from the nose-knows dept.
As reported by The Register :
A Purdue University undergraduate has picked a way to stop virtual reality inducing motion sickness: program in a virtual nose.
Fixed-reference objects help to stop the sickness, Whittinghill says, but not every simulation lends itself to the inclusion of something like the window frames in a cockpit to give the brain something to latch onto.
While discussing this problem, undergraduate Bradley Ziegler piped up with the idea of programming in a virtual nose. The idea is that we're all used to our hooters haunting our field of vision, so much so that we take it for granted that it's always possible to see a slice of schnoz.
Subjects given the virtual nose staved off simulation sickness longer than their noseless counterparts in a variety of simulations, including a sickness-inducing roller coaster ride. The original source provides more information, including a finding that test subjects didn't notice the virtual nose during testing, even displaying skepticism over its presence when told about it later during post-testing debriefings.
Tom's Hardware conducted an interview with Palmer Luckey, the founder of Oculus VR. The defining takeaway? Virtual reality needs as much graphics resources as can be thrown at it:
Tom's Hardware: If there was one challenge in VR that you had to overcome that you really wish wasn't an issue, which would it be?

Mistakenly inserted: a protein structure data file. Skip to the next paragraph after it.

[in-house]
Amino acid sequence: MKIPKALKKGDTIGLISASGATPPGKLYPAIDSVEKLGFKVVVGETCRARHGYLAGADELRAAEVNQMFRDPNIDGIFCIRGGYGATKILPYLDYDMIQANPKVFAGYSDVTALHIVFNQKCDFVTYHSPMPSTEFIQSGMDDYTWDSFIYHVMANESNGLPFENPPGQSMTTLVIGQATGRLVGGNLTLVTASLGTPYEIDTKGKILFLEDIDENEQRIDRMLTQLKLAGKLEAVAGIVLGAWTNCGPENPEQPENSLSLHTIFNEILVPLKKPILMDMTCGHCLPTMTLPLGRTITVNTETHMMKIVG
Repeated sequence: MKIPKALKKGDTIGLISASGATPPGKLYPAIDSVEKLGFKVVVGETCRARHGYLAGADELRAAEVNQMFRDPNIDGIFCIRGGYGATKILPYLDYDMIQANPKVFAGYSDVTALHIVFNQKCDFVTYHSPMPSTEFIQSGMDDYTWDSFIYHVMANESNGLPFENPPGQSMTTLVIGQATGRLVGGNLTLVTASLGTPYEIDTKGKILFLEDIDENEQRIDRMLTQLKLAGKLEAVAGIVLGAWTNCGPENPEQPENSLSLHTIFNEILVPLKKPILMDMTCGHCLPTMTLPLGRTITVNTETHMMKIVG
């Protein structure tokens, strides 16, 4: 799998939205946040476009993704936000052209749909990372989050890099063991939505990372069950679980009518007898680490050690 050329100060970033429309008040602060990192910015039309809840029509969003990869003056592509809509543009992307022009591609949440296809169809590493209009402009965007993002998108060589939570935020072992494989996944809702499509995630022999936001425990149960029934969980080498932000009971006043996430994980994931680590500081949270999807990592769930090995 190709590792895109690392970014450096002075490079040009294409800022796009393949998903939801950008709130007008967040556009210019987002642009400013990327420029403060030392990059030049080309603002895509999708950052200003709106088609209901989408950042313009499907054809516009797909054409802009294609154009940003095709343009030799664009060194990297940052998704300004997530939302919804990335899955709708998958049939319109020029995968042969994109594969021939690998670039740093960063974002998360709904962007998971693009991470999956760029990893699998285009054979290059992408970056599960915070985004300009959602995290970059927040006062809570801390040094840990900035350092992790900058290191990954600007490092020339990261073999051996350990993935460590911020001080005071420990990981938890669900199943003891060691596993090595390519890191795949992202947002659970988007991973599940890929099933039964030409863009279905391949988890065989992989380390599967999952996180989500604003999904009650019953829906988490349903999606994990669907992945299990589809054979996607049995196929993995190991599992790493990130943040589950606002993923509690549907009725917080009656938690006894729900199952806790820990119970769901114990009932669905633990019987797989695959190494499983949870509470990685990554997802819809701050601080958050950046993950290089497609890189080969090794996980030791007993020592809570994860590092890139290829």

Palmer Luckey: Probably unlimited GPU horsepower. It is one of the issues in VR that cannot be solved at this time. We can make our hardware as good as we want, our optics as sharp as we can, but at the end of the day we are reliant on how many flops the GPU can push, how high a framerate can it push? Right now, to get 90 frames per second [the minimum target framerate for Oculus VR] and very low latencies we need heaps of power, and we need to bump the quality of the graphics way down.
If we had unlimited GPU horsepower in everybody's computer, that will make our lives very much easier. Of course, that's not something we can control, and it's a problem that will be solved in due time.
TH: Isn't it okay to deal with the limited power we have today, because we're still in the stepping stones of VR technology?
PL: It's not just about the graphics being simple. You can have lots of objects in the virtual environment, and it can still cripple the experience. Yes, we are able to make immersive games on VR with simpler graphics on this limited power, but the reality is that our ability to create what we are imagining is being limited by the limited GPU horsepower.
[...] The goal in the long run is not only to sell to people who buy game consoles, but also to people who buy mobile phones. You need to expand so that you can connect hundreds of millions of people to VR. It may not necessarily exist in the form of a phone dropping into a headset, but it will be mobile technologies -- mobile CPUs, mobile graphics cards, etc.
In the future, VR headsets are going to have all the render hardware on board, no longer being hardwired to a PC. A self-contained set of glasses is a whole other level of mainstream.
[More after the Break]